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*** UPDATED x1 *** Lighten up, Françoise

Tuesday, Mar 25, 2014

* From a December 30th Wall Street Journal article on a Parisian tussle over the ride-sharing service Uber

Paris has been a fertile ground for the new app-based car-service companies, with more than more than 12,000 vehicles now available—compared with nearly zero in 2010. It is one of Uber’s two biggest markets outside the U.S., alongside London. Revenue at Chauffeur-Prive.com is growing 10% week to week, its founder says.

In response, French taxi companies lobbied heavily for new rules, saying that they had been put at a disadvantage since rules created in 2009 allowed a new class of cars to take reservations, but not street hails, with fewer certification requirements.

Taxi drivers say that the new online services, in which a taxi can be ordered via an app and arrive at your GPS coordinates at a prearranged price within five minutes, effectively compete for passengers who would otherwise be hailing taxis. Drivers and taxi companies buy expensive licenses for exclusive rights to offer street-hail trips.

* I was in Paris just days after that article appeared. We stayed at a little, out of the way (read: relatively inexpensive) hotel. No taxis milling about anywhere. Not close to a train.

I was told that a taxi reservation would cost me 5 Euros on top of the normal fare. The wait could be up to an hour.

So, for the first time ever, I tried Uber. It worked great from my hotel (we cabbed everywhere else) and, when you included that taxi reservation fee, it was about the same price as a cab. It was also quicker than ordering a taxi, even with Paris’ goofy regulation requiring at least a 15-minute wait before Uber could pick me up (if I was staying at a 4 or 5-star hotel, however, the mandatory wait would’ve been waived).

Taxi companies everywhere are fighting back against Uber. Some Parisian cab drivers even went on strike over the issue.

Uber isn’t for everyone or for every situation. Some of its “surge pricing” could be seen as downright scandalous. They charge what the market will bear, and that means an Uber “black car” ride from the United Center to the Loop can cost more than a hundred bucks after a game or concert.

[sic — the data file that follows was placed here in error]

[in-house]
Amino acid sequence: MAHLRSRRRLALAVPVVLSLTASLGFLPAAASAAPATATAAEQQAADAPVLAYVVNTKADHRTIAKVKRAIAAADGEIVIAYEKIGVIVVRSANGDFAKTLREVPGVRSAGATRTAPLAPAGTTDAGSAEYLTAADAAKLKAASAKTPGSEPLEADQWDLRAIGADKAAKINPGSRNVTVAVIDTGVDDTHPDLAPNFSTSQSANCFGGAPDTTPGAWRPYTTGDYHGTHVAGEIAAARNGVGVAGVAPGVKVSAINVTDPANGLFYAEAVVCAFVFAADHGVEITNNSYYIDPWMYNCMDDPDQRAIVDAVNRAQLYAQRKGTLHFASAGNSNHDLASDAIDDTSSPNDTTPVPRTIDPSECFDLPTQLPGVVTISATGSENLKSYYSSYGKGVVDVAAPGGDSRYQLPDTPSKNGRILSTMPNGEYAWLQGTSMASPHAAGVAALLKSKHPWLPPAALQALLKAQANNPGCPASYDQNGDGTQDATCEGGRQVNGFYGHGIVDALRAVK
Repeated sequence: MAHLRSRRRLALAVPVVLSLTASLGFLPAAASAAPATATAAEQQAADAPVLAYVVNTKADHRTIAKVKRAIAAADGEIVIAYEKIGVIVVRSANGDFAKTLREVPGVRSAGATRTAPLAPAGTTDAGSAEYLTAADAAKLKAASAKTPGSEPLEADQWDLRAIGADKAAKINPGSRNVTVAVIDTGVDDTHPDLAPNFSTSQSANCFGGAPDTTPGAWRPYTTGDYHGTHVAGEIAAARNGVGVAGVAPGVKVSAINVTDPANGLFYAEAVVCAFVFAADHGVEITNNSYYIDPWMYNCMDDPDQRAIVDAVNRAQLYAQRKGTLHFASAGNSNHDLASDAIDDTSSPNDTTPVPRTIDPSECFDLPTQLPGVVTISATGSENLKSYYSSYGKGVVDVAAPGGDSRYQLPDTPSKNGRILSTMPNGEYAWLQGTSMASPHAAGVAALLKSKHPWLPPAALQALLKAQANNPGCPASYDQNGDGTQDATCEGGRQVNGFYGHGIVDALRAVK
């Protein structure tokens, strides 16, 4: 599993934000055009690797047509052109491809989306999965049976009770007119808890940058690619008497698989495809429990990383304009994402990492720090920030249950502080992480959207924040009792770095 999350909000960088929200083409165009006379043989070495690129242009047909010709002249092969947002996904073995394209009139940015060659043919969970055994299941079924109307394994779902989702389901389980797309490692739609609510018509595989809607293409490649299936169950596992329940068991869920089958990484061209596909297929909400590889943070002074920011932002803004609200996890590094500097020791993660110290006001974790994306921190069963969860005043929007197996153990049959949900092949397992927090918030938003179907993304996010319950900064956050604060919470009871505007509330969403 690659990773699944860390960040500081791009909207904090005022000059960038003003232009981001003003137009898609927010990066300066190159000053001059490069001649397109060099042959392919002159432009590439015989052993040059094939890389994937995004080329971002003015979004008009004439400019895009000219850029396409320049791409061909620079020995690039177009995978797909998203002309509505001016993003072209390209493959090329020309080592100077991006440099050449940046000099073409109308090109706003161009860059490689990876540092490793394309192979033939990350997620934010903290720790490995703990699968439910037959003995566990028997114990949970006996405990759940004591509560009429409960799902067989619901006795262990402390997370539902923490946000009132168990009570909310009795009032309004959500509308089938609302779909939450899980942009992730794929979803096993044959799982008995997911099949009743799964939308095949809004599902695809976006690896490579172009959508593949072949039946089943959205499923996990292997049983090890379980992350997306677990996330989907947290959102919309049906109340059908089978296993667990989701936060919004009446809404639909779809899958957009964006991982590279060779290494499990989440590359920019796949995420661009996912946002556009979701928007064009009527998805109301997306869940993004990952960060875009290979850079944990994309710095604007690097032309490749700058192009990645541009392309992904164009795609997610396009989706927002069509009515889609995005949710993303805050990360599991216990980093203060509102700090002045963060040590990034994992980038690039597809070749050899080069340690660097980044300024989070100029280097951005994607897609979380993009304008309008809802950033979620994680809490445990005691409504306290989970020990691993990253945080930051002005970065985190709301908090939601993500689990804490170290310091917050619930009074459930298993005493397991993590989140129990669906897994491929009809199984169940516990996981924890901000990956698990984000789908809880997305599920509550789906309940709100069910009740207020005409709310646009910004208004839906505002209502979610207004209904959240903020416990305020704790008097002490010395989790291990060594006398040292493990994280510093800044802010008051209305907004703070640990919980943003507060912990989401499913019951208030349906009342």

* What we don’t want to do with regulation is to be worse than Paris. A new bill (HB 4075) seems to provide some reasonable requirements, but would step on some Uber business practices as well. From a press release…

House Bill 4075, named the Ridesharing Arrangements and Consumer Protection Act, would require commercial ridesharing companies to have adequate insurance, contract with drivers who are appropriately licensed, use vehicles that are inspected for safety and serve customers with disabilities and in underserved communities.

The statewide standards in House Bill 4075 also:

    · Close the insurance gap, requiring $500,000 combined commercial liability insurance;
    · Require chauffer licenses for all drivers;
    · Eliminate the use of waivers of liability by rideshare companies;
    · Require vehicle safety standards, including regular inspections;
    · Limit hours drivers can be on the road with a maximum 10 hour driving shift in a 24 hour period;
    · Prohibit price gouging;
    · Require accessible vehicles for passengers with disabilities;
    · Require compliance with local service standards, including service to low-income communities;
    · Require vehicle marking and clear posting of a phone number for customer complaints;
    · Allow communities to establish and enforce stricter oversight over rideshare companies, but not to ignore the statewide regulatory threshold established by the General Assembly

Requiring vehicle marking seems silly to me. And allowing cities to go all Paris on these companies at willl probably isn’t a great idea, either.

* Let’s go back to the press release…

The Illinois General Assembly passed the Ridesharing Arrangements Act in 1983 to permit carpooling and other similar activities. The legislation was narrowly crafted to prohibit alternative taxi services or “jitney cabs” from operating in the state. Despite the narrow allowance for for-profit ridesharing activities other than those specified in the Ridesharing Arrangements Act, UberX, Lyft and Sidecar have been openly operating in the City of Chicago and the city’s affluent suburbs without abiding by any regulations.

Pretty harsh tone, no?

And think about this for a second: Illinois had to actually change a law to permit carpooling in 1983?

Sheesh.

* And, from the bill, this is a bit silly

No person participating in a commercial ridesharing arrangement shall collect, and dispatchers shall not charge, any fare that is more than the highest per-mile rate charged by taxicabs within the unit of local government where the commercial ridesharing arrangement is conducted.

If people are willing to pay more and are told in advance of the rate, what’s the problem?

Why is everybody always so afraid of “the new”?

* This company is very aggressive and has fought on several fronts